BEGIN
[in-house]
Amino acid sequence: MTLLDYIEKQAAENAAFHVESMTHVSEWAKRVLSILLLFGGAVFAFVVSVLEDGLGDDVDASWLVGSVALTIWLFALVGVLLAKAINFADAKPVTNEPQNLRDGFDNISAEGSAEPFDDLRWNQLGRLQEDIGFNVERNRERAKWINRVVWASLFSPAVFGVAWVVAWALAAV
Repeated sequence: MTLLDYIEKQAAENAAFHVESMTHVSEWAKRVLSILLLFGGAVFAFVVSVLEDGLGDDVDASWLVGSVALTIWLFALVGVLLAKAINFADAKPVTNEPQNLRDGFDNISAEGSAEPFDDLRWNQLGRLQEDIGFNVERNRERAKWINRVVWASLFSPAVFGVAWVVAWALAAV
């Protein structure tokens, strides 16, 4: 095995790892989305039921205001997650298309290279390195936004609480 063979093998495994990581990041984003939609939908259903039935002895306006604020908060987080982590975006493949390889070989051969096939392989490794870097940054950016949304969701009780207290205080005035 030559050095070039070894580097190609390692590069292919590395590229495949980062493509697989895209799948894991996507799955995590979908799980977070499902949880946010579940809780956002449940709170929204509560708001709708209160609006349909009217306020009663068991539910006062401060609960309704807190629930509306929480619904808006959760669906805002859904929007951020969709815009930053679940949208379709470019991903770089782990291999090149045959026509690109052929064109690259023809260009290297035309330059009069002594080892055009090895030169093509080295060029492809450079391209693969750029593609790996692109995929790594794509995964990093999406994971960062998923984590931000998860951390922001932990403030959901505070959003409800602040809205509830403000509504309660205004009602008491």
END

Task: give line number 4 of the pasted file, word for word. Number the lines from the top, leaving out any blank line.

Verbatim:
């Protein structure tokens, strides 16, 4: 095995790892989305039921205001997650298309290279390195936004609480 063979093998495994990581990041984003939609939908259903039935002895306006604020908060987080982590975006493949390889070989051969096939392989490794870097940054950016949304969701009780207290205080005035 030559050095070039070894580097190609390692590069292919590395590229495949980062493509697989895209799948894991996507799955995590979908799980977070499902949880946010579940809780956002449940709170929204509560708001709708209160609006349909009217306020009663068991539910006062401060609960309704807190629930509306929480619904808006959760669906805002859904929007951020969709815009930053679940949208379709470019991903770089782990291999090149045959026509690109052929064109690259023809260009290297035309330059009069002594080892055009090895030169093509080295060029492809450079391209693969750029593609790996692109995929790594794509995964990093999406994971960062998923984590931000998860951390922001932990403030959901505070959003409800602040809205509830403000509504309660205004009602008491």